Questlove is writing a memoir. Of course Questlove is writing a memoir. It's almost like all of Questlove's life — from grinding out worldwide tours with the Roots to finding minor TV stardom via Jimmy Fallon, from coaxing brilliance out of the world's most reclusive geniuses to backing Hov on the world's glitziest stages — has been leading up to this, right here. But he's not only led a theatrically, elaborately involved life he's also got the chops to tell it. Through Twitter and his celebrity stories and a thousand magazine guest columns and opinion pieces, he's proven himself as a sharp, no-B.S. writer that would have made one hell of a music journalist if he'd never picked up a pair of drumsticks. So yes to this memoir. A thousand times yes.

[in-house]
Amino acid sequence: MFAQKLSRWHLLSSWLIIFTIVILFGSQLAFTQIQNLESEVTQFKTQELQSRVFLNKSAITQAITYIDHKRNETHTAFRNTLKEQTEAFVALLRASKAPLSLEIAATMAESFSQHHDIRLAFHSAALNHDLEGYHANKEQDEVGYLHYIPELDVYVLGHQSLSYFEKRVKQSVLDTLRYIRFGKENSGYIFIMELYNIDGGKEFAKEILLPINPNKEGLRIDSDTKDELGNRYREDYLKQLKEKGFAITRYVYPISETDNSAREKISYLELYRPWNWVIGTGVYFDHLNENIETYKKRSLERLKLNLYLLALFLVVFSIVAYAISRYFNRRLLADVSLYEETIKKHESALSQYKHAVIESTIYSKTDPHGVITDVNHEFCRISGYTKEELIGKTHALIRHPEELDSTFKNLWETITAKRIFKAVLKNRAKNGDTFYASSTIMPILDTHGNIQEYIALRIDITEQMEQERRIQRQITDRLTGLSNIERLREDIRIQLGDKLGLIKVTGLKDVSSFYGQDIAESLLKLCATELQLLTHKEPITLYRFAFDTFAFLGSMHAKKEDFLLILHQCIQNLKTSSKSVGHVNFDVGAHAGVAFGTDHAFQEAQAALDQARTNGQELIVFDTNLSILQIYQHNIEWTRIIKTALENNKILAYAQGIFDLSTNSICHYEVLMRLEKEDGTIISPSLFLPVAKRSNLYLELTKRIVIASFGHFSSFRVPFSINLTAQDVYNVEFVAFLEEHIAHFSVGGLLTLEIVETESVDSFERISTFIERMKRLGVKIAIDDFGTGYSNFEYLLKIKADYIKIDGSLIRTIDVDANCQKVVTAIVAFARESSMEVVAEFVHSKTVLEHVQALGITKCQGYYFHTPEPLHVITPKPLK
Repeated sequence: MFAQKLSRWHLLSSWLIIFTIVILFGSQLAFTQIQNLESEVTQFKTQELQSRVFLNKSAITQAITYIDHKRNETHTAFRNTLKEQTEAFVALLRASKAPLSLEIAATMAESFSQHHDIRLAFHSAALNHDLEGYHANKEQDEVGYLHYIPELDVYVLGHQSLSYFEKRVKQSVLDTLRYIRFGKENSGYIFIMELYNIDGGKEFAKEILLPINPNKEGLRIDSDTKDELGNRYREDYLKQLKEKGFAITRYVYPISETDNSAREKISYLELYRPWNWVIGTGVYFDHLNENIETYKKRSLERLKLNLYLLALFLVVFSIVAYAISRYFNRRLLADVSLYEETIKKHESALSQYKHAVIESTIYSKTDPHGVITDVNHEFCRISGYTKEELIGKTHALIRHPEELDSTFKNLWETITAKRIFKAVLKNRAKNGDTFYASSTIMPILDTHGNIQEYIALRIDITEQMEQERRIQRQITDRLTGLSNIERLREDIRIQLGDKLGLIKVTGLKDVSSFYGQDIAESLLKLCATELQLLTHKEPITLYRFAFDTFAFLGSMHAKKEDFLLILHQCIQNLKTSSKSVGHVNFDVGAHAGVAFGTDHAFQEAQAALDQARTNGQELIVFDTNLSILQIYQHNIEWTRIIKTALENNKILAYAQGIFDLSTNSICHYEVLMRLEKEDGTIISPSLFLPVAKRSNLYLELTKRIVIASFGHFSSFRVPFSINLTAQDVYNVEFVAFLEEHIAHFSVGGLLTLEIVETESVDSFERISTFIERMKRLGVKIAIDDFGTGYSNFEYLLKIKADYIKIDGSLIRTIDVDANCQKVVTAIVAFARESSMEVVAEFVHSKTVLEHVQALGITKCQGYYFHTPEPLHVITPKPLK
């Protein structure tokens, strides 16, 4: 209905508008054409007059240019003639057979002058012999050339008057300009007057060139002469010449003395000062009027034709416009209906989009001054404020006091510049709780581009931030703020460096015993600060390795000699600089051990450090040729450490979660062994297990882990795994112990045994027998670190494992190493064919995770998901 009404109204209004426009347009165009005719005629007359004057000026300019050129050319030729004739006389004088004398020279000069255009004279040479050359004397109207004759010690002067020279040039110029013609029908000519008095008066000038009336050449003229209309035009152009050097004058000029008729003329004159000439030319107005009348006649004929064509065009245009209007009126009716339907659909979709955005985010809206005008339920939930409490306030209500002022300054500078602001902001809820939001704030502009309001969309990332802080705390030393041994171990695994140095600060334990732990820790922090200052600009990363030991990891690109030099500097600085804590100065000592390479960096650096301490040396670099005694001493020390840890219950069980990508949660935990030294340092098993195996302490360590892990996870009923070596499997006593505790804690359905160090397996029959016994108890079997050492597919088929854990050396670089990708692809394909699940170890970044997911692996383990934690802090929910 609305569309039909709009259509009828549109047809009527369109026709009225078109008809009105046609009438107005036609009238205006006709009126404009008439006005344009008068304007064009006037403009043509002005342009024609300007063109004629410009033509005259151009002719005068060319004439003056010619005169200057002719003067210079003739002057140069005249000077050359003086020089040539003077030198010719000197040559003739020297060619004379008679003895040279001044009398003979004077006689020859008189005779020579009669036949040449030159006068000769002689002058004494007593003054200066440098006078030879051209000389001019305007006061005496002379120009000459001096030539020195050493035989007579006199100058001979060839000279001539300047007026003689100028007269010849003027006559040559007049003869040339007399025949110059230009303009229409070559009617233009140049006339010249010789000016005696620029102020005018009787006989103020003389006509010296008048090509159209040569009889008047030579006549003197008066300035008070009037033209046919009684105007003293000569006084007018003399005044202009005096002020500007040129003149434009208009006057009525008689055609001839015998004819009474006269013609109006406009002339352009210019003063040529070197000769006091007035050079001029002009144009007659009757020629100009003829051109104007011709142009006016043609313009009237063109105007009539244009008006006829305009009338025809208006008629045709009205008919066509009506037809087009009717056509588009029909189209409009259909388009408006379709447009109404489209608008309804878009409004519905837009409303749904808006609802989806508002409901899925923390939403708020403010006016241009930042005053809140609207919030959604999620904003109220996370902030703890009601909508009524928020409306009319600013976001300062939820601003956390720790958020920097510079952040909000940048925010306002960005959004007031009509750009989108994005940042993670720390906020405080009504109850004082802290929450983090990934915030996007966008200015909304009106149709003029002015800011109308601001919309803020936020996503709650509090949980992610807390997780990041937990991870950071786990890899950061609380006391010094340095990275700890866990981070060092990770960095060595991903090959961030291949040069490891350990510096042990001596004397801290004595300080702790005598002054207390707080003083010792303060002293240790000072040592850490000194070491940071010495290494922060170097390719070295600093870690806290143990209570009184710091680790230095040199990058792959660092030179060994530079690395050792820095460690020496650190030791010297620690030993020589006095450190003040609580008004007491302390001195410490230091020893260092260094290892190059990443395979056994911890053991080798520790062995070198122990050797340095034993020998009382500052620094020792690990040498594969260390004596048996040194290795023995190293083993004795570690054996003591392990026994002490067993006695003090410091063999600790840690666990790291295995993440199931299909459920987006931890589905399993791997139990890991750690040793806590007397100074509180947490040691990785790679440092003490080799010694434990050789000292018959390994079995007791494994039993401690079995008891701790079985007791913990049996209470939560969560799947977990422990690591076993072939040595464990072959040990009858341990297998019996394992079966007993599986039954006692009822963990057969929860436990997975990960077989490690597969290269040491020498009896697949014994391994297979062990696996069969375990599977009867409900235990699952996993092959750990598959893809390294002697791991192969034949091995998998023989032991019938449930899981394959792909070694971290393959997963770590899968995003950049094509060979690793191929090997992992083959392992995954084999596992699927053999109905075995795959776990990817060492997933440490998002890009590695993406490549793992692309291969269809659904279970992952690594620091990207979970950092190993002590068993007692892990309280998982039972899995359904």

Over the past 24 hours, I completed a novel titled Power and Beauty: A Love Story of Life on the Streets.
When I first decided to buy this book (definitely expensing it), read it, and then write about it, I had no idea what I was getting myself into. For one, I expected it to be Matt Christopher-length — 140 pages, max. But no, says T.I., because his debut novel is 340 pages long. Two, I thought it was somehow going to be like one of his albums, but in novel form. Definitely not (even though there are two back-to-back chapters titled "Whatever You Like" and "Ride Wit Me"). And three, despite my extremely strong Atlanta pride and love for Clifford Harris, I expected reading Power and Beauty to be one of the most painful 10-hour experiences of my life. I'm almost embarrassed by how wrong I was.